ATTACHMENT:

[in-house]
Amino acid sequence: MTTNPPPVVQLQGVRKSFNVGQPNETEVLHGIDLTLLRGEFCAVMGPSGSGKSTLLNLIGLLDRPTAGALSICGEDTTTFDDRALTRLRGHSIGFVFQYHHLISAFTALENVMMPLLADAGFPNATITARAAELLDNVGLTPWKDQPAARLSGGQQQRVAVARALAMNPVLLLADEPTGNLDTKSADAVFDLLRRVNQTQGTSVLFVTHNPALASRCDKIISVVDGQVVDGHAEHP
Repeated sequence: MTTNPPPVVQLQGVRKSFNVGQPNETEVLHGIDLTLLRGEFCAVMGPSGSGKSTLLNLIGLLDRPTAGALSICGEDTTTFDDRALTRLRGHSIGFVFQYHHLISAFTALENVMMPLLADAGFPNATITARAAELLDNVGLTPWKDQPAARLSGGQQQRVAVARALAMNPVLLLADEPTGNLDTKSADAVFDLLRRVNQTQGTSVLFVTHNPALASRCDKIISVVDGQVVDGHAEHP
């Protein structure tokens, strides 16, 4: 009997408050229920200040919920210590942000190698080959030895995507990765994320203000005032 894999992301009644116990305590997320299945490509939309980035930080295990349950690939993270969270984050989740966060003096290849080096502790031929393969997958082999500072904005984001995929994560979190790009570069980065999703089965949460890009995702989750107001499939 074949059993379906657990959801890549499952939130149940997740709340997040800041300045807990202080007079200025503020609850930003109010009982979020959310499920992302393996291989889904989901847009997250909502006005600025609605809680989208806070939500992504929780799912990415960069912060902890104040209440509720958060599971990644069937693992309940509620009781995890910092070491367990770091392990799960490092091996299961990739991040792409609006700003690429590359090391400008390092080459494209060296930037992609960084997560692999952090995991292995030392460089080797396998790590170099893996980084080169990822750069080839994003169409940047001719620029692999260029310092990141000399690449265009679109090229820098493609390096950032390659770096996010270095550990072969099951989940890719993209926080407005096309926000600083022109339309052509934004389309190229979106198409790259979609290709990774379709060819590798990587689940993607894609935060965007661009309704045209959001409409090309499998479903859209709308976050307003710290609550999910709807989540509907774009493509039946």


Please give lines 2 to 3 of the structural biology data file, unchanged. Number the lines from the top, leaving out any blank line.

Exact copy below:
Amino acid sequence: MTTNPPPVVQLQGVRKSFNVGQPNETEVLHGIDLTLLRGEFCAVMGPSGSGKSTLLNLIGLLDRPTAGALSICGEDTTTFDDRALTRLRGHSIGFVFQYHHLISAFTALENVMMPLLADAGFPNATITARAAELLDNVGLTPWKDQPAARLSGGQQQRVAVARALAMNPVLLLADEPTGNLDTKSADAVFDLLRRVNQTQGTSVLFVTHNPALASRCDKIISVVDGQVVDGHAEHP
Repeated sequence: MTTNPPPVVQLQGVRKSFNVGQPNETEVLHGIDLTLLRGEFCAVMGPSGSGKSTLLNLIGLLDRPTAGALSICGEDTTTFDDRALTRLRGHSIGFVFQYHHLISAFTALENVMMPLLADAGFPNATITARAAELLDNVGLTPWKDQPAARLSGGQQQRVAVARALAMNPVLLLADEPTGNLDTKSADAVFDLLRRVNQTQGTSVLFVTHNPALASRCDKIISVVDGQVVDGHAEHP